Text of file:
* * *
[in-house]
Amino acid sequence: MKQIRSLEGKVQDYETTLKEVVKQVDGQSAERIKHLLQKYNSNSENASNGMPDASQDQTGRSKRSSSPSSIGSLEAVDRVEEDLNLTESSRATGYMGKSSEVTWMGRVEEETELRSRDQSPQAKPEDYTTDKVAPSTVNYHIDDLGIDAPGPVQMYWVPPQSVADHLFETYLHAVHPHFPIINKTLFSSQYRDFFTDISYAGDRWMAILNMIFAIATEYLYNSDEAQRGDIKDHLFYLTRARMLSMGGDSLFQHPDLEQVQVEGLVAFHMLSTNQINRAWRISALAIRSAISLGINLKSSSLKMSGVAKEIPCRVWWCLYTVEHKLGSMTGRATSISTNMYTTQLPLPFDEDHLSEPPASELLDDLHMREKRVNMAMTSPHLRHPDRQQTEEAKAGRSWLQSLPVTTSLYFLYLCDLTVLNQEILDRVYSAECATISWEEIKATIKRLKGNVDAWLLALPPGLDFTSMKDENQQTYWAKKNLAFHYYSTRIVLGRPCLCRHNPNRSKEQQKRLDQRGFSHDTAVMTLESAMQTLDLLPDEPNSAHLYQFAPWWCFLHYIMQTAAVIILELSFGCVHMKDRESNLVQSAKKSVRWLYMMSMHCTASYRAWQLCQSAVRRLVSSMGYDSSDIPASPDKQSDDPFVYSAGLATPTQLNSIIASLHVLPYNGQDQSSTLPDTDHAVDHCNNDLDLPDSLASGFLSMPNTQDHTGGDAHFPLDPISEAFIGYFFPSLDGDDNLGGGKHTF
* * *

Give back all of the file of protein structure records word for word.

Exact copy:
[in-house]
Amino acid sequence: MKQIRSLEGKVQDYETTLKEVVKQVDGQSAERIKHLLQKYNSNSENASNGMPDASQDQTGRSKRSSSPSSIGSLEAVDRVEEDLNLTESSRATGYMGKSSEVTWMGRVEEETELRSRDQSPQAKPEDYTTDKVAPSTVNYHIDDLGIDAPGPVQMYWVPPQSVADHLFETYLHAVHPHFPIINKTLFSSQYRDFFTDISYAGDRWMAILNMIFAIATEYLYNSDEAQRGDIKDHLFYLTRARMLSMGGDSLFQHPDLEQVQVEGLVAFHMLSTNQINRAWRISALAIRSAISLGINLKSSSLKMSGVAKEIPCRVWWCLYTVEHKLGSMTGRATSISTNMYTTQLPLPFDEDHLSEPPASELLDDLHMREKRVNMAMTSPHLRHPDRQQTEEAKAGRSWLQSLPVTTSLYFLYLCDLTVLNQEILDRVYSAECATISWEEIKATIKRLKGNVDAWLLALPPGLDFTSMKDENQQTYWAKKNLAFHYYSTRIVLGRPCLCRHNPNRSKEQQKRLDQRGFSHDTAVMTLESAMQTLDLLPDEPNSAHLYQFAPWWCFLHYIMQTAAVIILELSFGCVHMKDRESNLVQSAKKSVRWLYMMSMHCTASYRAWQLCQSAVRRLVSSMGYDSSDIPASPDKQSDDPFVYSAGLATPTQLNSIIASLHVLPYNGQDQSSTLPDTDHAVDHCNNDLDLPDSLASGFLSMPNTQDHTGGDAHFPLDPISEAFIGYFFPSLDGDDNLGGGKHTF